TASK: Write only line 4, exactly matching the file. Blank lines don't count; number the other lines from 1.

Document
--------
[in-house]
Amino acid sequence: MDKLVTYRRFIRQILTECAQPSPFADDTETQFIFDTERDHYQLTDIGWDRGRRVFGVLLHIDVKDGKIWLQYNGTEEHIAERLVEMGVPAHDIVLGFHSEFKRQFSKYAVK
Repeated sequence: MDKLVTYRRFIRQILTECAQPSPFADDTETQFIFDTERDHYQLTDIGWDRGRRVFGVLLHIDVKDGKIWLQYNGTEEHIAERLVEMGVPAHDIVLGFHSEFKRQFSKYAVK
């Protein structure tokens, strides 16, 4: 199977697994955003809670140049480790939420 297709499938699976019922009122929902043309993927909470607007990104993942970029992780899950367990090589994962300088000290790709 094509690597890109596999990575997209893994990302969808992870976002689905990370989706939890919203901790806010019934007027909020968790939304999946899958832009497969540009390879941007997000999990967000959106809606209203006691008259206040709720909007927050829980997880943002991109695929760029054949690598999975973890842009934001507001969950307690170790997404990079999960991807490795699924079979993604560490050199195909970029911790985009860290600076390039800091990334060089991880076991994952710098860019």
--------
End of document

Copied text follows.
């Protein structure tokens, strides 16, 4: 199977697994955003809670140049480790939420 297709499938699976019922009122929902043309993927909470607007990104993942970029992780899950367990090589994962300088000290790709 094509690597890109596999990575997209893994990302969808992870976002689905990370989706939890919203901790806010019934007027909020968790939304999946899958832009497969540009390879941007997000999990967000959106809606209203006691008259206040709720909007927050829980997880943002991109695929760029054949690598999975973890842009934001507001969950307690170790997404990079999960991807490795699924079979993604560490050199195909970029911790985009860290600076390039800091990334060089991880076991994952710098860019």